vidcontrol -m on
Start the mouse daemon on the serial port /dev/mouse. The protocol type
microsoft is explicitly specified by the -t option.
moused -p /dev/mouse -m 1=3 -m 3=1
Assign the physical button 3 (right button) to the logical button 1 (logical
left) and the physical button 1 (left) to the logical button 3 (logical
right). This will effectively swap the left and right buttons.
moused -p /dev/mouse -t intellimouse -z 4
Report negative Z axis (roller) movement as the button 4 pressed and positive
Z axis movement as the button 5 pressed.
The moused utility does not currently work with the alternative console
Many pad devices behave as if the first (left) button were pressed if the
user `taps' the surface of the pad. In contrast, some ALPS GlidePoint
and Interlink VersaPad models treat the tapping action as fourth button
events. Use the option ``-m 1=4'' for these models to obtain the same
effect as the other pad devices.
Cut and paste functions in the virtual console assume that there are
three buttons on the mouse. The logical button 1 (logical left) selects
a region of text in the console and copies it to the cut buffer. The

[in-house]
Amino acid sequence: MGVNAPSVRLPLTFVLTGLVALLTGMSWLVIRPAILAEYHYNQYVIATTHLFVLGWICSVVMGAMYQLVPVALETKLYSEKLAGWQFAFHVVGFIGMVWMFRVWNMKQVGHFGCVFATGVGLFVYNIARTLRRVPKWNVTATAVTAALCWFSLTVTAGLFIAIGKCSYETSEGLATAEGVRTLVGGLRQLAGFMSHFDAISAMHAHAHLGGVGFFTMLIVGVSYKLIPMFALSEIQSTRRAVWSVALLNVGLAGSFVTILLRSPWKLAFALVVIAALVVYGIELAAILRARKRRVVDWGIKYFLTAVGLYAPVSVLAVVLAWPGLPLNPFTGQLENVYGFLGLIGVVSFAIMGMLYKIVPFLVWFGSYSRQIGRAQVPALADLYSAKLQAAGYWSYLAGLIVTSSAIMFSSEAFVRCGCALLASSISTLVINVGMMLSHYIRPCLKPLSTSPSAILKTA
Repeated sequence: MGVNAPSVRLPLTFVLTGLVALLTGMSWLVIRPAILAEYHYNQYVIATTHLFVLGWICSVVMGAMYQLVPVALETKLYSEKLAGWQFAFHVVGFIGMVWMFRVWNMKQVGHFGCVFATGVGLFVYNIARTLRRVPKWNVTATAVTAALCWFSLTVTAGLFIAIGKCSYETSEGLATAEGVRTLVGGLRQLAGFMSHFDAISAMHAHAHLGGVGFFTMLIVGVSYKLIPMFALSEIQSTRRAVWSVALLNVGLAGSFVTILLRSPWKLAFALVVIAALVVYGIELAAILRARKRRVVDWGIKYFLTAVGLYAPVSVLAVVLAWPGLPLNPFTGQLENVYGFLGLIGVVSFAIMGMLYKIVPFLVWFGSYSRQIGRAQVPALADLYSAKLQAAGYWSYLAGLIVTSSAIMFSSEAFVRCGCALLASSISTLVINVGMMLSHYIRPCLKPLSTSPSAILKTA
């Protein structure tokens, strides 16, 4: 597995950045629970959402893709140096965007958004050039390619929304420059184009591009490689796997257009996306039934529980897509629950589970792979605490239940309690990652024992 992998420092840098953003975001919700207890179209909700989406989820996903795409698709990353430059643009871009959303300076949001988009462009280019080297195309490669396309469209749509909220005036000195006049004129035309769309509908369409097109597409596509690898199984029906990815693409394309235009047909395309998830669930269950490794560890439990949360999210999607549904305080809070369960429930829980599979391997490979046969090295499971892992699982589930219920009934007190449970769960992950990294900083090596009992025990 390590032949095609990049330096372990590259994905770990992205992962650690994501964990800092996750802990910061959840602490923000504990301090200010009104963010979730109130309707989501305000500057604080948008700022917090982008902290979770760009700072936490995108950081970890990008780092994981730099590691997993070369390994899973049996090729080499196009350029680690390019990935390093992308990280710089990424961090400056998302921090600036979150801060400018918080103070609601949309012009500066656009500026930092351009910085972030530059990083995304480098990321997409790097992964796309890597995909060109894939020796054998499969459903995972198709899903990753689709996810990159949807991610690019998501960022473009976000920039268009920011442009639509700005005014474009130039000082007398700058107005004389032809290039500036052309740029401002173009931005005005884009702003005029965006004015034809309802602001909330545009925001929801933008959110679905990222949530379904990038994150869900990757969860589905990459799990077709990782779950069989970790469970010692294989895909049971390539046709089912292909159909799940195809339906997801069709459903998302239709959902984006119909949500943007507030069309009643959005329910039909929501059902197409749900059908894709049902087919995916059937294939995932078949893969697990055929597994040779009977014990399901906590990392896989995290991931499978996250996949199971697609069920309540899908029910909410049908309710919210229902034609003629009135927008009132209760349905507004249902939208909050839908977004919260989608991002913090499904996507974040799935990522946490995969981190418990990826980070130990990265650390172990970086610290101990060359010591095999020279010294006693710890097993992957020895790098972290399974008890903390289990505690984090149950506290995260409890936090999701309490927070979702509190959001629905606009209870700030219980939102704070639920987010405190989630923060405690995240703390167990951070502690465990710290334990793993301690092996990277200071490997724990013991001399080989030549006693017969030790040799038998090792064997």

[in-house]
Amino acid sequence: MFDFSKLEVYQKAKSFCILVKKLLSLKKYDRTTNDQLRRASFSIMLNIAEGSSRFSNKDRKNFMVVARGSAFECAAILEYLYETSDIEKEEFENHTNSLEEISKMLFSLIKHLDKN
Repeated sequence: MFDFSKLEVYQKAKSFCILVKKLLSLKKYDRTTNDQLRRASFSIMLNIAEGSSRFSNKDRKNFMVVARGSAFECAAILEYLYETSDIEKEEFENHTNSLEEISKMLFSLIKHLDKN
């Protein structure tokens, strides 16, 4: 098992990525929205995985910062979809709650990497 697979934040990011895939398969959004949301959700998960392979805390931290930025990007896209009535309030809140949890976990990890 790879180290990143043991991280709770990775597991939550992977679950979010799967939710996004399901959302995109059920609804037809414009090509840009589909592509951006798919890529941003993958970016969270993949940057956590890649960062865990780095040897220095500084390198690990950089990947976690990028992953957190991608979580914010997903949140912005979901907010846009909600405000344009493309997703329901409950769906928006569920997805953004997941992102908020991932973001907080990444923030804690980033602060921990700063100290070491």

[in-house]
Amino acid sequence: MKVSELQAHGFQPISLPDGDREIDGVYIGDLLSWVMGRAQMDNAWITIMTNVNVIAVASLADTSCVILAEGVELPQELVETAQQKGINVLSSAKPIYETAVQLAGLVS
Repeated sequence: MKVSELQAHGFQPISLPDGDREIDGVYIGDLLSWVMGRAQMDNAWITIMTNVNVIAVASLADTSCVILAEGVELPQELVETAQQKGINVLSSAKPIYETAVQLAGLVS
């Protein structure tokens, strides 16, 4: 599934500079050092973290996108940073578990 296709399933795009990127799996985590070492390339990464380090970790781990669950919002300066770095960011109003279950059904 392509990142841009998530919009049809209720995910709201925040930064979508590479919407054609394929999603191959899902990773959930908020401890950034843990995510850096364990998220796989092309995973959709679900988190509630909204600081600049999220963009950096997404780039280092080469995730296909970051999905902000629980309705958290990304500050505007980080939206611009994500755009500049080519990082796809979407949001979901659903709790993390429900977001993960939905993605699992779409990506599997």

logical button 3 (logical right) extends the selected region. The logical
button 2 (logical middle) pastes the selected text at the text cursor
position. If the mouse has only two buttons, the middle, `paste' button
is not available. To obtain the paste function, use the -3 option to
emulate the middle button, or use the -m option to assign the physical
right button to the logical middle button: ``-m 2=3''.
kill(1), vidcontrol(1), keyboard(4), mse(4), pcvt(4), psm(4), screen(4),
The moused utility partially supports ``Plug and Play External COM Device
Specification'' in order to support PnP serial mice. However, due to
various degrees of conformance to the specification by existing serial
mice, it does not strictly follow the version 1.0 of the standard. Even
with this less strict approach, it may not always determine an appropriate
protocol type for the given serial mouse.
The moused utility was written by Michael Smith <msmith@FreeBSD.org>.
This manual page was written by Mike Pritchard <mpp@FreeBSD.org>. The
command and manual page have since been updated by Kazutaka Yokota
The moused utility first appeared in FreeBSD 2.2.
FreeBSD 5.2.1 April 1, 2000 FreeBSD 5.2.1 [ Back ]